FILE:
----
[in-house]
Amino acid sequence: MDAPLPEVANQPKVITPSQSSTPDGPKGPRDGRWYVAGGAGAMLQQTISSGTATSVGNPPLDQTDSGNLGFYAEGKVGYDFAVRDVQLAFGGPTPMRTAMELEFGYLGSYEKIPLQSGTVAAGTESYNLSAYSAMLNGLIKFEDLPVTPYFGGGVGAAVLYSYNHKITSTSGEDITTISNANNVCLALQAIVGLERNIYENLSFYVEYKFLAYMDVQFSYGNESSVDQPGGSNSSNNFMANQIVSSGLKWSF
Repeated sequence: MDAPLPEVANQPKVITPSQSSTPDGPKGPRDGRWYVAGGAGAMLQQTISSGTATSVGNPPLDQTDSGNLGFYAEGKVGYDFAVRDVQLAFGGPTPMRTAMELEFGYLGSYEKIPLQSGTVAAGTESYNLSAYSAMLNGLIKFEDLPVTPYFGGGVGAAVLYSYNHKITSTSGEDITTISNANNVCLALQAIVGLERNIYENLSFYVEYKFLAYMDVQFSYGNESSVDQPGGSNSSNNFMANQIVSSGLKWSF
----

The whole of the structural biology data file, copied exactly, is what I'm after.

[in-house]
Amino acid sequence: MDAPLPEVANQPKVITPSQSSTPDGPKGPRDGRWYVAGGAGAMLQQTISSGTATSVGNPPLDQTDSGNLGFYAEGKVGYDFAVRDVQLAFGGPTPMRTAMELEFGYLGSYEKIPLQSGTVAAGTESYNLSAYSAMLNGLIKFEDLPVTPYFGGGVGAAVLYSYNHKITSTSGEDITTISNANNVCLALQAIVGLERNIYENLSFYVEYKFLAYMDVQFSYGNESSVDQPGGSNSSNNFMANQIVSSGLKWSF
Repeated sequence: MDAPLPEVANQPKVITPSQSSTPDGPKGPRDGRWYVAGGAGAMLQQTISSGTATSVGNPPLDQTDSGNLGFYAEGKVGYDFAVRDVQLAFGGPTPMRTAMELEFGYLGSYEKIPLQSGTVAAGTESYNLSAYSAMLNGLIKFEDLPVTPYFGGGVGAAVLYSYNHKITSTSGEDITTISNANNVCLALQAIVGLERNIYENLSFYVEYKFLAYMDVQFSYGNESSVDQPGGSNSSNNFMANQIVSSGLKWSF